The day was overcast and windy, and we overslept until 8:30. Unsure what to do with the day, we dressed and went for breakfast at Grumpy's, where I had an oatmeal waffle and Dan had eggs and cornmeal pancakes. The service at Grumpy's always lives up to its name, but the food is too good to pass up.
We had been thinking of going to Nantucket for the day, but we called the ferry in Harwich Port and found they had already left. So instead, we decided on a day of general Cape sightseeing, and went first to the New England Fire Museum in Brewster. Their collection of old hand and horse drawn fire pumps was fascinating, and they even had an old fire station switching board from the 1920s.
Next we considered the Cape Cod Museum of Natural History, but the fleet of school buses outside made us reconsider. Instead we went to Chatham, where we found to our chagrin that both of the museums we wanted to see had not yet opened for the season. We went into town to regroup, stopping at our favorite candy store so Dan could pick up some white chocolate-covered pretzels. Then we got some postcards across the street and picked up some coffee to go. By this point we had decided that the Nauset Light should be our next stop, so we headed toward Eastham for some lighthouse-viewing.
We reached the Nauset Light via one of the entrances to the Cape Cod National Seashore. It's a cute little lighthouse, much smaller than one would expect. I had hoped there would be a lighthouse keeper and we could go up inside, but no such luck. We looked around the beach for a bit, but the strong winds that day made it unpleasant to be outside for very long.
Continuing up the Cape, we stopped next at the Marconi Station. Here, we ran into a tour bus of elderly people. They were very nice, but also very slow on the narrow windy trails around the remains of the station and the various observation points.
Next we went to the Highland Light, the day suddenly having turned into a tour of Cape Cod lighthouses. This time, we could actually go up into the lighthouse, so we climbed the winding stairs to the top, where we had a great view of the surrounding beaches and marshes. There was an annoying woman up there who insisted on reading every wall plaque in a very loud voice to her son, as if her 10 year old boy were both deaf and illiterate. To his credit, the kid seemed as annoyed as we were. On our way out, we stopped at the gift shop, which was actually one of the better ones I found on the Cape. They had a lot of nice gifts there, not kitschy, but still the kinds of things one might take home to friends and family as mementoes. The old man behind the counter seemed easily confused and had to mutter to himself as he worked, but he managed to give out correct change and bag the correct items in spite of himself, so it was okay.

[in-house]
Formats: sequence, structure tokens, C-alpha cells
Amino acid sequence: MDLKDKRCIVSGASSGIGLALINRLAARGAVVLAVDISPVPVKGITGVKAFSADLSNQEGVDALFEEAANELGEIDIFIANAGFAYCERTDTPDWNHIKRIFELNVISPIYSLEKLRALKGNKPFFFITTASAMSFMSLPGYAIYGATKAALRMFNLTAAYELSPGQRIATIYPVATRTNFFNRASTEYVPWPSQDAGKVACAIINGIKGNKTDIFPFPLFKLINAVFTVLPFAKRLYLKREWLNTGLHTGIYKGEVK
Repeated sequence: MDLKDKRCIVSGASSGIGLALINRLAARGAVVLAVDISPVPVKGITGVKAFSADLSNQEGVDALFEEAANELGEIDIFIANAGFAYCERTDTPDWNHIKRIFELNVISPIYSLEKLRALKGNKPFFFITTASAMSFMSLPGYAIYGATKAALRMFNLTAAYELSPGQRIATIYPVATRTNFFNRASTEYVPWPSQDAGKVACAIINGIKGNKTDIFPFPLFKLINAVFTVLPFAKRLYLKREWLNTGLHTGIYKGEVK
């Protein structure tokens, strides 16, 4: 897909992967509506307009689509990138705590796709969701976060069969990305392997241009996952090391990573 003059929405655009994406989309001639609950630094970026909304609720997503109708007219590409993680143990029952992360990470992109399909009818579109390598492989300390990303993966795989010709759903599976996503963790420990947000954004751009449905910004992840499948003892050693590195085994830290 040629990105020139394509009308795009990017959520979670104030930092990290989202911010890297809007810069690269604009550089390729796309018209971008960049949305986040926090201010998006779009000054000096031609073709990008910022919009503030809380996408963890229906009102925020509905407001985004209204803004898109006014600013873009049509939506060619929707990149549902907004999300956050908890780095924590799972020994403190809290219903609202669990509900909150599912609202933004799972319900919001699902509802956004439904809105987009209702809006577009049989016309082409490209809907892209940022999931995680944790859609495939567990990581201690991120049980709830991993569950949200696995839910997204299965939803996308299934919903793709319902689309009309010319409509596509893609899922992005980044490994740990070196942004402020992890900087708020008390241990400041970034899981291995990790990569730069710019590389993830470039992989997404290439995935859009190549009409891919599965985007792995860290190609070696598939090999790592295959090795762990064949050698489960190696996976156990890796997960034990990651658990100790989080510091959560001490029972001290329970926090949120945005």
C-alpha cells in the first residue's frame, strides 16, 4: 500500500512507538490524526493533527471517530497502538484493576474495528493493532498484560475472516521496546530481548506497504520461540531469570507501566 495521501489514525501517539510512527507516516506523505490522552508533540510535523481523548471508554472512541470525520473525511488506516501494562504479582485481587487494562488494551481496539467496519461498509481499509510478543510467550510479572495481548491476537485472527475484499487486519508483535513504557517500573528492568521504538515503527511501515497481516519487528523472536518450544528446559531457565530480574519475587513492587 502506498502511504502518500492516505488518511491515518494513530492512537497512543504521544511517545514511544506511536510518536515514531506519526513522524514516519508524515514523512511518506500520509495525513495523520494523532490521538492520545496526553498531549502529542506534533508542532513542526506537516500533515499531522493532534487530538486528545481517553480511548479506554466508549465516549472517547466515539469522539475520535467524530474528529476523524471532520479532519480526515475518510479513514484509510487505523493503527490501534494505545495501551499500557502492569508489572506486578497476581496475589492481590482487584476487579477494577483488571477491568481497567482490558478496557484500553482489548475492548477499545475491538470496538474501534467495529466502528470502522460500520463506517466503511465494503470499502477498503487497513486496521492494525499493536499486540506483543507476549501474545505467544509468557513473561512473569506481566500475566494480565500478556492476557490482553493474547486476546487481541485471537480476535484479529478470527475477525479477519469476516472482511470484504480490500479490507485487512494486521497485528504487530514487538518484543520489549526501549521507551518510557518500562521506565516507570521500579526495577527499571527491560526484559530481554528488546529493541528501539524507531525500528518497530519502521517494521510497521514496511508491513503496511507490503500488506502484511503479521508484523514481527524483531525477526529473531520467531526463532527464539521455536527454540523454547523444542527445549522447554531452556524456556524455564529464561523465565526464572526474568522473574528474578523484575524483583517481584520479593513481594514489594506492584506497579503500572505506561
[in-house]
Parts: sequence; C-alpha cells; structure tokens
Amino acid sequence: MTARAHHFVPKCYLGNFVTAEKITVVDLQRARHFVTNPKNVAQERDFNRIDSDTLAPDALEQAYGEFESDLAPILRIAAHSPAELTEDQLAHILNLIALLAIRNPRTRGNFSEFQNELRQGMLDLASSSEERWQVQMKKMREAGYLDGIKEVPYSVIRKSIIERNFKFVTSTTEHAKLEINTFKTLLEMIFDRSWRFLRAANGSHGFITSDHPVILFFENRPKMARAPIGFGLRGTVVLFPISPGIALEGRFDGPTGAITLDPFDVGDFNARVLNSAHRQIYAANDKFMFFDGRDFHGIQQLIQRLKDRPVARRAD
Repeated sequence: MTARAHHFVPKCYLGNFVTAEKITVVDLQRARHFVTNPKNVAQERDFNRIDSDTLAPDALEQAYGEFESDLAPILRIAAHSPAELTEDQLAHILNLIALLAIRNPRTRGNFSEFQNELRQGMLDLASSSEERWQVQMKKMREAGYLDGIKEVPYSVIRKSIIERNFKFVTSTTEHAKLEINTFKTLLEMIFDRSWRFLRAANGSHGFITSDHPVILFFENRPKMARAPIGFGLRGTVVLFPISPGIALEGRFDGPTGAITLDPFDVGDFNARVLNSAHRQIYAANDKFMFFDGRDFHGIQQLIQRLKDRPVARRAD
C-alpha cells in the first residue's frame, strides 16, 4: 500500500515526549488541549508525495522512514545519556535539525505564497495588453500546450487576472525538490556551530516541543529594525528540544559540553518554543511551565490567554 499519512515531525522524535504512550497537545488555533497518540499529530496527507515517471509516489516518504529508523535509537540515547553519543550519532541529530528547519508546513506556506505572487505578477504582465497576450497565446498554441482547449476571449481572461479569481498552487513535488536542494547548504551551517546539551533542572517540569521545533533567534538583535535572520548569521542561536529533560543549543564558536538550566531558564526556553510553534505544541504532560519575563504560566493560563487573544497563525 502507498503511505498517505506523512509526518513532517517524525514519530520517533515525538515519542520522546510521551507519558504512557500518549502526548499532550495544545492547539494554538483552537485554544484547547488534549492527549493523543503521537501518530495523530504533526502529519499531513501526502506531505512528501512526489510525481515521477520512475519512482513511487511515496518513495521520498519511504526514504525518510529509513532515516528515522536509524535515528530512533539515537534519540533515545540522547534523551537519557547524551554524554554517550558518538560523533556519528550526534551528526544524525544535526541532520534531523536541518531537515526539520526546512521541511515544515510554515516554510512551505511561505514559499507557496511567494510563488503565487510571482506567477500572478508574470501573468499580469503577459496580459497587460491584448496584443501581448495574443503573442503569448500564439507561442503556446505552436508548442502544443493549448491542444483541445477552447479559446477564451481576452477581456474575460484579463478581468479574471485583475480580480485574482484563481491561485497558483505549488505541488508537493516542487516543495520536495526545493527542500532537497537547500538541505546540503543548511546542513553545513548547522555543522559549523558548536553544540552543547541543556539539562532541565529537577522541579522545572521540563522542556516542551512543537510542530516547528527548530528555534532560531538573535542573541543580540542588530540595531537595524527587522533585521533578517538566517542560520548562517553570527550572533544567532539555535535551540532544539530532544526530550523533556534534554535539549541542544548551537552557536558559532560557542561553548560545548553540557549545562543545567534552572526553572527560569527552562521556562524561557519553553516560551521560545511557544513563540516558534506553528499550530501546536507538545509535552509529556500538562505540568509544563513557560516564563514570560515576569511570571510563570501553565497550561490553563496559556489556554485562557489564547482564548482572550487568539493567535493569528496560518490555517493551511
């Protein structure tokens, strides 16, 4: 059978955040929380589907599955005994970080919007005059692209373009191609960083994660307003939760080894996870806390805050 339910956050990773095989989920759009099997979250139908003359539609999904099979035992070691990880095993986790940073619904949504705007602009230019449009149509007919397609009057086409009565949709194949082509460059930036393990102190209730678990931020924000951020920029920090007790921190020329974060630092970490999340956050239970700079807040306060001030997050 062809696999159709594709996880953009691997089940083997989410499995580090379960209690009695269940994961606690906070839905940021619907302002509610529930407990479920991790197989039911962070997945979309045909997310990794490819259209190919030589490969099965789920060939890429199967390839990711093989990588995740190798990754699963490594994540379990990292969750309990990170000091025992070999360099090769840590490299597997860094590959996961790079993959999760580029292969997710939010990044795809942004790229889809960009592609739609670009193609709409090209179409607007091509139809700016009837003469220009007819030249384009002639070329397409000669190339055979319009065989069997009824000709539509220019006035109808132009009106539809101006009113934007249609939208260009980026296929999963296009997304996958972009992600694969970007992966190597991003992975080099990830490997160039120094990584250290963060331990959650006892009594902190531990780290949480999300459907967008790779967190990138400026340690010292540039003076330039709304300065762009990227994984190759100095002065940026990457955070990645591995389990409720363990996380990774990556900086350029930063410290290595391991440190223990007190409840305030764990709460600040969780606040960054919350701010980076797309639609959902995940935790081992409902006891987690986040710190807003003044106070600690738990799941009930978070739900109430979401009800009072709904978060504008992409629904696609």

We headed back out into the cool, blustery weather and debated continuing up to Provincetown to see the lighthouses there. Dan was ready for a few beaches though, so we turned back toward the Mid-Cape. After trying unsuccessfully to find a road to the defunct Stage Harbor Light (we later found that there wasn't one), we decided to try to find some of the beaches I remembered from childhood. First we located Cold Storage beach, only to find that it had become a private beach. We spent a few minutes checking out the boats at dock, and then headed on. Next we went to Chapin, which I remembered as being always windy and full of biting green flies, but with stunning dunes. The road to Chapin was (unbelievably) exactly as I remembered it, down to the very restaurants and apartments along the way. If someone had replaced all the late-model vehicles with early '70s vintage, I would've thought I was six years old again and wondered where Grandpa was. Fortunately though, one thing had changed-- no nasty biting flies at the beach. The dunes were still high and deep though, and the wind blew constantly. I walked a good way down the beach, picking up a few odds and ends, including a dried out baby crab, bleached white by the sun. I found and claimed a grassy tidal peninsula, climbed a few dunes and examined some beached horseshoe crabs.
By now, Dan was ready to catch a sunset at his favorite Corporation Beach, so we headed over there for a cloudy, rather undramatic sunset. Dan's calf was hurting from the race a few days earlier, so while he sat on the rocks and watched the clouds turn pink, I went for a walk along the beach, marveling at how much more seaweed there seemed to be than when I was a child. The seaweed was as much as three and four feet deep in some places, and while I remembered Corporation as always being rather slimy with seaweed, I didn't remember there ever being quite so much of it.
When I got back to where Dan was, it was 8:15 and the tide was nearly in. We watched the tide for awhile, until I reminded him that restaurants close early on the Cape. We headed over to Oliver's for dinner. I had some haddock, rice and vegetables, topped off with key lime pie and coffee. Then we went home, took showers, and settled in to enjoy our new books. We turned in early so we could get up early and go to Nantucket. It was still windy out, and as we turned out the light, we could hear the tree branches scraping against our windows. I was tired though, and it didn't prevent me from sleeping at all.